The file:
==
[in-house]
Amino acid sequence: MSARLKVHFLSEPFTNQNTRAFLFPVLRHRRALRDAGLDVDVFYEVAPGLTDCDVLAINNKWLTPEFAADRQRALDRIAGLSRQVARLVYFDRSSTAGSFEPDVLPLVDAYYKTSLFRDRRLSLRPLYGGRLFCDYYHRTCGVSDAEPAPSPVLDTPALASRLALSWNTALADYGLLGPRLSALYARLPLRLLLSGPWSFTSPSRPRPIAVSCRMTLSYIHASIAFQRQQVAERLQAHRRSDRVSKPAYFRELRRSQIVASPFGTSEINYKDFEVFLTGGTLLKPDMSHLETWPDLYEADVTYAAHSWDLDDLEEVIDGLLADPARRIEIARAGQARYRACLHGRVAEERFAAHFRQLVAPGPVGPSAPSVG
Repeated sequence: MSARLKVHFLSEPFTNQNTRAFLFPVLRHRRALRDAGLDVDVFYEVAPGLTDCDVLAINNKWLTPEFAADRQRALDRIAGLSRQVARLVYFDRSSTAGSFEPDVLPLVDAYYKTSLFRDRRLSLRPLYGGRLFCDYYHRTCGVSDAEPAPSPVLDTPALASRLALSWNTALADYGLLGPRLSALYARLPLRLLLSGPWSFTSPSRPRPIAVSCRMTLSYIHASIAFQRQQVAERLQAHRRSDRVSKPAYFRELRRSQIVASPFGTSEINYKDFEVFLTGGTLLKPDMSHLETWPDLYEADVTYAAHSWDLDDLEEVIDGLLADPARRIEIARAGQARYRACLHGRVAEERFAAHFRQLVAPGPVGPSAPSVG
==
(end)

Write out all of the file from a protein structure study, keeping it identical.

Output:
[in-house]
Amino acid sequence: MSARLKVHFLSEPFTNQNTRAFLFPVLRHRRALRDAGLDVDVFYEVAPGLTDCDVLAINNKWLTPEFAADRQRALDRIAGLSRQVARLVYFDRSSTAGSFEPDVLPLVDAYYKTSLFRDRRLSLRPLYGGRLFCDYYHRTCGVSDAEPAPSPVLDTPALASRLALSWNTALADYGLLGPRLSALYARLPLRLLLSGPWSFTSPSRPRPIAVSCRMTLSYIHASIAFQRQQVAERLQAHRRSDRVSKPAYFRELRRSQIVASPFGTSEINYKDFEVFLTGGTLLKPDMSHLETWPDLYEADVTYAAHSWDLDDLEEVIDGLLADPARRIEIARAGQARYRACLHGRVAEERFAAHFRQLVAPGPVGPSAPSVG
Repeated sequence: MSARLKVHFLSEPFTNQNTRAFLFPVLRHRRALRDAGLDVDVFYEVAPGLTDCDVLAINNKWLTPEFAADRQRALDRIAGLSRQVARLVYFDRSSTAGSFEPDVLPLVDAYYKTSLFRDRRLSLRPLYGGRLFCDYYHRTCGVSDAEPAPSPVLDTPALASRLALSWNTALADYGLLGPRLSALYARLPLRLLLSGPWSFTSPSRPRPIAVSCRMTLSYIHASIAFQRQQVAERLQAHRRSDRVSKPAYFRELRRSQIVASPFGTSEINYKDFEVFLTGGTLLKPDMSHLETWPDLYEADVTYAAHSWDLDDLEEVIDGLLADPARRIEIARAGQARYRACLHGRVAEERFAAHFRQLVAPGPVGPSAPSVG